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considering the extent to which teaching practices foster equitable conditions for learning. These levels of reasoning parallel the levels of teacher learning elsewhere described as knowledge-for­practice, knowledge-in-practice and knowledge-of-practice (Hoffman & Pearson 2000). Wagner (1999) further adds that student journals can also be used for Course Evaluations as they provide qualitative data which can be used to complement traditional evaluation procedures. He highlights that journals provide a wealth of data which cannot be obtained or gleaned through other assessments tools like tests, interviews or presentations. Kaur (2003) adds that student journals are `cognitive tools' that provide valuable insights into students' qualitative experience of how they perceive their academic experience. She emphasized that this leaves `a powerful impact' on both teachers as well as researchers on the experience that learners undergo during internship programmes. Kaur (2003) draws attention to the fact that journaling allows individuals to discuss issues close to their hearts and yet `warrants them the confidentiality the consciously seek'. Such feedback is of utmost importance to course designers of internship programmes. In a similar vein, Halbach (1999) also pointed out that learner diaries as a source of overt reflection can be used both as a source of information about trainee teachers' perceptions of the Practicum and as a research tool to evaluate teacher training courses. More importantly, these diaries help trace the development of learners as they journey along the educational landscape of becoming teachers. She however, cautions that three factors need to be taken into consideration when using diaries as research tools for data collection processes. The first factor is that the analysis of the trainees' comments relies heavily on how the researcher interprets them. One has to make a decision on which comments are relevant and then establish connections between them. The researcher has to note that when dealing with qualitative data that escape statistical analysis, there seems to be no way of avoiding interpretation but the following steps can be taken to avoid erroneous conclusions: use two sets of data for any interpretation before reaching any conclusion and present the conclusions to the informants (i.e. the trainees) so that they can express their own opinions and comments about whether the interpretations are correct. The second factor concerns the fact that since trainees know that their diaries will be read by their supervisors, it will most probably have an important influence on what they write, hence making their comments less critical or otherwise. Hatton and Smith (1995: 43) echo a similar sentiment when they suggest that journal entries can sometimes be "altered to accommodate to the perceived expectations of the reader, rather than suit the writer's end". This shortcoming can however be kept at a minimal level if different sources of information and research techniques (e.g. interviews and questionnaires) are used to triangulate initial findings obtained from diary entries.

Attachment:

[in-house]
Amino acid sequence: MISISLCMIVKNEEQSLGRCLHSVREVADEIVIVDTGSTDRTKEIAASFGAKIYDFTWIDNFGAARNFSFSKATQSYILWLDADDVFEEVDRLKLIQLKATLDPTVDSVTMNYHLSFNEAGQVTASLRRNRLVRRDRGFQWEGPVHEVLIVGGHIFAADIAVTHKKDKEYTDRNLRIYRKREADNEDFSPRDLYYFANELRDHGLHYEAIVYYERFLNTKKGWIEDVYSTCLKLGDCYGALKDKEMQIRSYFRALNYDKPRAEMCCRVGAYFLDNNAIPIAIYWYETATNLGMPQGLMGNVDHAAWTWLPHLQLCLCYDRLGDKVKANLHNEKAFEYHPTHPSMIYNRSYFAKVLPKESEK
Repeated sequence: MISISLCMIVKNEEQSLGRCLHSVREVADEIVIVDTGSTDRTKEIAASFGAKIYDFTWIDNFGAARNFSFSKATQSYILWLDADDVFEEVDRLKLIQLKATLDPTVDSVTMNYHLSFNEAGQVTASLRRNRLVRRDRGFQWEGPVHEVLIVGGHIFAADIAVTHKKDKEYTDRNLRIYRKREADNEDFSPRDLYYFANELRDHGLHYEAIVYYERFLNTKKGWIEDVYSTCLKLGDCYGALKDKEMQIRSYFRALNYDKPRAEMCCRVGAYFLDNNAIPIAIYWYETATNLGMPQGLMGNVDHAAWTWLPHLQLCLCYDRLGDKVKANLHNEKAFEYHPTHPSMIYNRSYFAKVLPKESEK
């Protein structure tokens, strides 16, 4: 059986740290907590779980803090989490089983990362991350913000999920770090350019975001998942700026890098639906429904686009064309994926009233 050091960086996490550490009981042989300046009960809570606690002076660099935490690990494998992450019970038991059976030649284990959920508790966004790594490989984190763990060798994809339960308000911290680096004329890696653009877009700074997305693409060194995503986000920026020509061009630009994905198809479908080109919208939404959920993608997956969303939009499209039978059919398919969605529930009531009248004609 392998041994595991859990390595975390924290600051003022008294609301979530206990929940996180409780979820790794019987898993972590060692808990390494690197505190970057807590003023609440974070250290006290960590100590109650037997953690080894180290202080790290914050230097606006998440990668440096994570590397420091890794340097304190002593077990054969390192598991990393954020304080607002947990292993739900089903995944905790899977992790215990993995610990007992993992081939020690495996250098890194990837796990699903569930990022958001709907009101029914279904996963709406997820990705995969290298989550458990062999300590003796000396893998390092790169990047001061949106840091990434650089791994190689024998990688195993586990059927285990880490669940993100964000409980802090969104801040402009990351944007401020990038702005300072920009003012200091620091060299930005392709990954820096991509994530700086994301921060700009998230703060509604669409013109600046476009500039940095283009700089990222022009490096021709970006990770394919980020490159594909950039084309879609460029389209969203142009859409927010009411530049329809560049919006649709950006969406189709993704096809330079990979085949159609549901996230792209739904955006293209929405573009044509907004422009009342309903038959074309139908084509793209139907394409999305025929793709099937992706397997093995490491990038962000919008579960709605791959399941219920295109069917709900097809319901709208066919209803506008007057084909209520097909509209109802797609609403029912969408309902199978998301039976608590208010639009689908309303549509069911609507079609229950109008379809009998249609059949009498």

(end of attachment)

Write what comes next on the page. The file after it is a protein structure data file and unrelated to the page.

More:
The third factor that one has to keep in mind is that reflective diaries have become required pieces of writing in most teacher trainee practicum sessions that they write just enough to comply with stipulated regulations. Hence trainees' motivation to write their true beliefs, perceptions and opinions may take a back seat. This is one aspect that has no easy solution as it is more often than not the motivated, mature and responsible trainees that would take time to express their true feelings and perceptions. According to Halbach (1999), this is an unavoidable limitation that has to be kept in mind when Analysing data. She however stresses that this in no way invalidates diaries as a tool for evaluation. Teacher educators widely acknowledge the fact that writing reflective diaries may pose a problem to some trainees. Trainees may experience the inability to move on or face an obstacle such as a writing block. Hiemstra and Brier (1994) point out that there are various types of blocks. They highlight that some blocks are `internal' and may reside inside the learner while some blocks are `external'. Nevertheless, both blocks produce varying degrees of frustration, and anxiety. They emphasized that there are a number of techniques that can help learners move beyond their writing blocks. Techniques such as imagery work, daily logs and even dialogues with fellow learners can help a learner move forward with new insights, reflections and ideas. Cortright (2000) puts forward techniques such as writing quickly and allowing words to fall freely from the subconscious, dating journal entries, using different writing and recording techniques to enhance a feeling of creativity and setting aside a particular time devoted to diary writing. THE STUDY This study traced the professional development of two teacher trainees who underwent a three-month long (12 weeks) teaching practicum in two Malaysian public schools in the state of Selangor located on the west coast of Peninsular Malaysia. Both the teacher trainees were from the Faculty of Education at a local public university in Malaysia. In this study, the two teacher trainees are given the pseudonyms `Gaya' and `Yani'. Both are females aged 22. They enrolled in the university immediately after their SPM examination (equivalent to O-Levels Examination). One important component of this Practicum exercise required the trainees to maintain a reflective diary. In this study, the reflective diary is defined as a diary in which teacher trainees are required to `record and react' to classroom activities or any other experience related to each English Language teaching period that they conducted during their three-month practicum exercise. The data collection process in this study consisted of the teacher trainees' journal entries over the three-month practicum and open-ended interview protocols.